Expanding the Role of Extension Professionals in National Drought Monitoring: Building a Regional Climate Team

Expanding the Role of Extension Professionals in National Drought Monitoring: Building a Regional Climate Team


The proposed project will expand scope to initiate the development of a Regional Climate Team of Extension staff and specialists from across the North Central Region.  This project will target at least two staff per Land Grant University/Extension system.

The Project Directors began with a kick-off meeting in Fall 2016 by inviting a select group of North Central Region climate and extension leaders from agriculture, water and natural resources to participate.  This initial kick-off meeting reviewed current and historical efforts to create a team of Extension climate leaders in the Region, assess best management practices for building this team, activities the team could undertake, ongoing operations, and goals for determining the success of the team.  This core group also identified some additional individuals who were willing or had a desire to provide input into creating a Regional Climate Team.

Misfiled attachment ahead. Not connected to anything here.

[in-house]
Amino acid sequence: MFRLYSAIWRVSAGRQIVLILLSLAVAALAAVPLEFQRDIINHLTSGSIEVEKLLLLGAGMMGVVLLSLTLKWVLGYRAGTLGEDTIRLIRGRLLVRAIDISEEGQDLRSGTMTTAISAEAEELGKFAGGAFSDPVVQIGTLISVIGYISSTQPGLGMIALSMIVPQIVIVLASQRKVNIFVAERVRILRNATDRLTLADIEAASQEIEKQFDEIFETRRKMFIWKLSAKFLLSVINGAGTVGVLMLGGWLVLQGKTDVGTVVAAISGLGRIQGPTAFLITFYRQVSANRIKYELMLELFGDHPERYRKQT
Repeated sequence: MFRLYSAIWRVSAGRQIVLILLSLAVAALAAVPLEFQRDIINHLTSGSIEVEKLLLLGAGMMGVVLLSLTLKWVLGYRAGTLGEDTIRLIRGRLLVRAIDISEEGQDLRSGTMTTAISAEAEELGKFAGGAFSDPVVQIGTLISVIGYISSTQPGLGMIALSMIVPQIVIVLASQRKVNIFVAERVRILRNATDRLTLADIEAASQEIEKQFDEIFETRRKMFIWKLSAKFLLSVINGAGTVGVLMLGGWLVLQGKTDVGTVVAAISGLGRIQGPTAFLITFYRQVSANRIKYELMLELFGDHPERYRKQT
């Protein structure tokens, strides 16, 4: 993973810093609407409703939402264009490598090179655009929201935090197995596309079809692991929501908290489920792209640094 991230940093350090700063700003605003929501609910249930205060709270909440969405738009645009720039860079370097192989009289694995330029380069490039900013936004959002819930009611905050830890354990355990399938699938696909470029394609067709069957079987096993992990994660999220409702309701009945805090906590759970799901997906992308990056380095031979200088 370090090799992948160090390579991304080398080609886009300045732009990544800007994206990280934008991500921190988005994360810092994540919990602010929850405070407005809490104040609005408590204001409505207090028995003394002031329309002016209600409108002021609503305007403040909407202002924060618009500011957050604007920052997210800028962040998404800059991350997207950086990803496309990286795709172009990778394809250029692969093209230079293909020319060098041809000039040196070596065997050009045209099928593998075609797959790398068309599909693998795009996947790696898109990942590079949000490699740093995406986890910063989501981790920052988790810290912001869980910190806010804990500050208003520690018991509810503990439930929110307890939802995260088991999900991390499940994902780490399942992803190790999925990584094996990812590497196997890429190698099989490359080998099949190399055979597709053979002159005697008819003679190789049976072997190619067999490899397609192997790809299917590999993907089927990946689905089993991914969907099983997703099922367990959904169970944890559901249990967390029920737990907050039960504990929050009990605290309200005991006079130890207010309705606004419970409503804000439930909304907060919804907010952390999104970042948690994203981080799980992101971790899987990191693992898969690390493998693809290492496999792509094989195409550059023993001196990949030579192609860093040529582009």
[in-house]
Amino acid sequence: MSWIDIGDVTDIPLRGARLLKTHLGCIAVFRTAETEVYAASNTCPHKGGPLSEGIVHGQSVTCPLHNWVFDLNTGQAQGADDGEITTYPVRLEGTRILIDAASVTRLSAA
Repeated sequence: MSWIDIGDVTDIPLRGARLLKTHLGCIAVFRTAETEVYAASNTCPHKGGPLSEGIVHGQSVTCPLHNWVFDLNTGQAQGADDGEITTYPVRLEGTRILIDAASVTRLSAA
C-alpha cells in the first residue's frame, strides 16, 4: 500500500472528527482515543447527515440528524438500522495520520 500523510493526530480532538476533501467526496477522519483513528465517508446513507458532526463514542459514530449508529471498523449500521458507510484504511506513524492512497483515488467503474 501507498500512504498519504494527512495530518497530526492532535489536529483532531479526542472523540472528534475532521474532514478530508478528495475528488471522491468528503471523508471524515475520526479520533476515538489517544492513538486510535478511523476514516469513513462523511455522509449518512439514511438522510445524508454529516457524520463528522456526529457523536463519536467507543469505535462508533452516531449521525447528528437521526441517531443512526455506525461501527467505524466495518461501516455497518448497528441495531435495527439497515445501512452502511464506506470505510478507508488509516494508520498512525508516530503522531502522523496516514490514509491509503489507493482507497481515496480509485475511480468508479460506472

The kick-off meeting was essentially creating a scoping team to explore and determine the direction of team building and communication.  Following this in-person meeting, a schedule of continuing communication was  established, via web meetings and/or teleconference calls.  This time was  spent creating and documenting a structure for the team and its ongoing activities, with an initial focus on drought monitoring, management and response.

A second in-person meeting was held in conjunction with the US Drought Monitor Forum in South Dakota on April 3-5, 2017.  A pre-forum workshop was  held, targeting the expanded group of Extension staff in the North Central Region, and served as the launch of the Regional Climate Team.  The ideal group included about two people per state.  Individuals were invited either by the scoping team, Project Directors, and/or their NCRWN coordinators.  The Regional Climate Team will represent a broad spectrum of field staff, faculty, state specialists, and a diversity disciplines such as water, agriculture (cropping, livestock systems), and natural resources.

It is anticipated that the Regional Climate Team will continue to be active beyond the proposed project completion, to address other water issues beyond drought that affect agriculture and natural resources in the Region.  Sustainability of the Team will be critical to achieving longer-lasting impacts.  Partnerships and funding with other institutions, USDA, private sector and other organizations will be explored in the planning phases, and revisited in an ongoing basis as opportunities and needs arise.


Laura Edwards
SDSU Extension, Extension Climate Field Specialist